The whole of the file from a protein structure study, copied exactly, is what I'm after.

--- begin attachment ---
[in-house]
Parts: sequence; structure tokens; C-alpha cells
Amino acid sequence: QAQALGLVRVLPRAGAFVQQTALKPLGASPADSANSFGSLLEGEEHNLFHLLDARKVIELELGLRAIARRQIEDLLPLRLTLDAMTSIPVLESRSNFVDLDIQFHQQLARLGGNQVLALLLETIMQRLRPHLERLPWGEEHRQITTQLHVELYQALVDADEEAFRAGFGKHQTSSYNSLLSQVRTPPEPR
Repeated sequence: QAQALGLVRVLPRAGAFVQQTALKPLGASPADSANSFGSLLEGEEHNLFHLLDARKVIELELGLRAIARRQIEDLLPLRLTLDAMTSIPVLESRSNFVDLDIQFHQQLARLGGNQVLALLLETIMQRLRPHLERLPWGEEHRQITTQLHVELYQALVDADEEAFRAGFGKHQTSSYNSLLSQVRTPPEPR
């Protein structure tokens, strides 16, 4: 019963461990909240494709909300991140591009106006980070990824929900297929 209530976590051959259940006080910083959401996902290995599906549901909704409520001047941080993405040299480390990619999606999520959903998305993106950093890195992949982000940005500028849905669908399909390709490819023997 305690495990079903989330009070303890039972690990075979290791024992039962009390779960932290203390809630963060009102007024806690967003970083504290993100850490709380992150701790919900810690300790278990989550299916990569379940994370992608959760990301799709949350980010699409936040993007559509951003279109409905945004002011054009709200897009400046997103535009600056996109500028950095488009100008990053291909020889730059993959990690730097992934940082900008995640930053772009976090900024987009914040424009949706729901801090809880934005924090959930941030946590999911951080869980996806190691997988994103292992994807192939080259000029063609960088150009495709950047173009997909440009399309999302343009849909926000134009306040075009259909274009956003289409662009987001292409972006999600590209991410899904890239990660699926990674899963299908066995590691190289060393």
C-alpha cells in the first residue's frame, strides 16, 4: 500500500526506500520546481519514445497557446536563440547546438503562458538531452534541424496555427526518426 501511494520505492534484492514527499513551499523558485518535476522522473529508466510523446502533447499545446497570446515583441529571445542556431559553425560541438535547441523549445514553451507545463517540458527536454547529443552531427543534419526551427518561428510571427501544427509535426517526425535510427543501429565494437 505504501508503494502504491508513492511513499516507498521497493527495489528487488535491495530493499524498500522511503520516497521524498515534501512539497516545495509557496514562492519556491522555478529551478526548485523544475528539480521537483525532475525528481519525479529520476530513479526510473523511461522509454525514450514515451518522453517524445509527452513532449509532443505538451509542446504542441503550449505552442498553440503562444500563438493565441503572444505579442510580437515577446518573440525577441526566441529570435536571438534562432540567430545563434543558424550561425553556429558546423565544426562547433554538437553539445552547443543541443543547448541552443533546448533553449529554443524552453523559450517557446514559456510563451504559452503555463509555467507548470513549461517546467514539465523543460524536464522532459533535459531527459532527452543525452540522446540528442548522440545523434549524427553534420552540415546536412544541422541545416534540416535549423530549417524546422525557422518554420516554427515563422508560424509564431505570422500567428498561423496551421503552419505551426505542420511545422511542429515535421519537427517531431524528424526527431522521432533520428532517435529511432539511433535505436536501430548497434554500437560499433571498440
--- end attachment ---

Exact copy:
[in-house]
Parts: sequence; structure tokens; C-alpha cells
Amino acid sequence: QAQALGLVRVLPRAGAFVQQTALKPLGASPADSANSFGSLLEGEEHNLFHLLDARKVIELELGLRAIARRQIEDLLPLRLTLDAMTSIPVLESRSNFVDLDIQFHQQLARLGGNQVLALLLETIMQRLRPHLERLPWGEEHRQITTQLHVELYQALVDADEEAFRAGFGKHQTSSYNSLLSQVRTPPEPR
Repeated sequence: QAQALGLVRVLPRAGAFVQQTALKPLGASPADSANSFGSLLEGEEHNLFHLLDARKVIELELGLRAIARRQIEDLLPLRLTLDAMTSIPVLESRSNFVDLDIQFHQQLARLGGNQVLALLLETIMQRLRPHLERLPWGEEHRQITTQLHVELYQALVDADEEAFRAGFGKHQTSSYNSLLSQVRTPPEPR
């Protein structure tokens, strides 16, 4: 019963461990909240494709909300991140591009106006980070990824929900297929 209530976590051959259940006080910083959401996902290995599906549901909704409520001047941080993405040299480390990619999606999520959903998305993106950093890195992949982000940005500028849905669908399909390709490819023997 305690495990079903989330009070303890039972690990075979290791024992039962009390779960932290203390809630963060009102007024806690967003970083504290993100850490709380992150701790919900810690300790278990989550299916990569379940994370992608959760990301799709949350980010699409936040993007559509951003279109409905945004002011054009709200897009400046997103535009600056996109500028950095488009100008990053291909020889730059993959990690730097992934940082900008995640930053772009976090900024987009914040424009949706729901801090809880934005924090959930941030946590999911951080869980996806190691997988994103292992994807192939080259000029063609960088150009495709950047173009997909440009399309999302343009849909926000134009306040075009259909274009956003289409662009987001292409972006999600590209991410899904890239990660699926990674899963299908066995590691190289060393």
C-alpha cells in the first residue's frame, strides 16, 4: 500500500526506500520546481519514445497557446536563440547546438503562458538531452534541424496555427526518426 501511494520505492534484492514527499513551499523558485518535476522522473529508466510523446502533447499545446497570446515583441529571445542556431559553425560541438535547441523549445514553451507545463517540458527536454547529443552531427543534419526551427518561428510571427501544427509535426517526425535510427543501429565494437 505504501508503494502504491508513492511513499516507498521497493527495489528487488535491495530493499524498500522511503520516497521524498515534501512539497516545495509557496514562492519556491522555478529551478526548485523544475528539480521537483525532475525528481519525479529520476530513479526510473523511461522509454525514450514515451518522453517524445509527452513532449509532443505538451509542446504542441503550449505552442498553440503562444500563438493565441503572444505579442510580437515577446518573440525577441526566441529570435536571438534562432540567430545563434543558424550561425553556429558546423565544426562547433554538437553539445552547443543541443543547448541552443533546448533553449529554443524552453523559450517557446514559456510563451504559452503555463509555467507548470513549461517546467514539465523543460524536464522532459533535459531527459532527452543525452540522446540528442548522440545523434549524427553534420552540415546536412544541422541545416534540416535549423530549417524546422525557422518554420516554427515563422508560424509564431505570422500567428498561423496551421503552419505551426505542420511545422511542429515535421519537427517531431524528424526527431522521432533520428532517435529511432539511433535505436536501430548497434554500437560499433571498440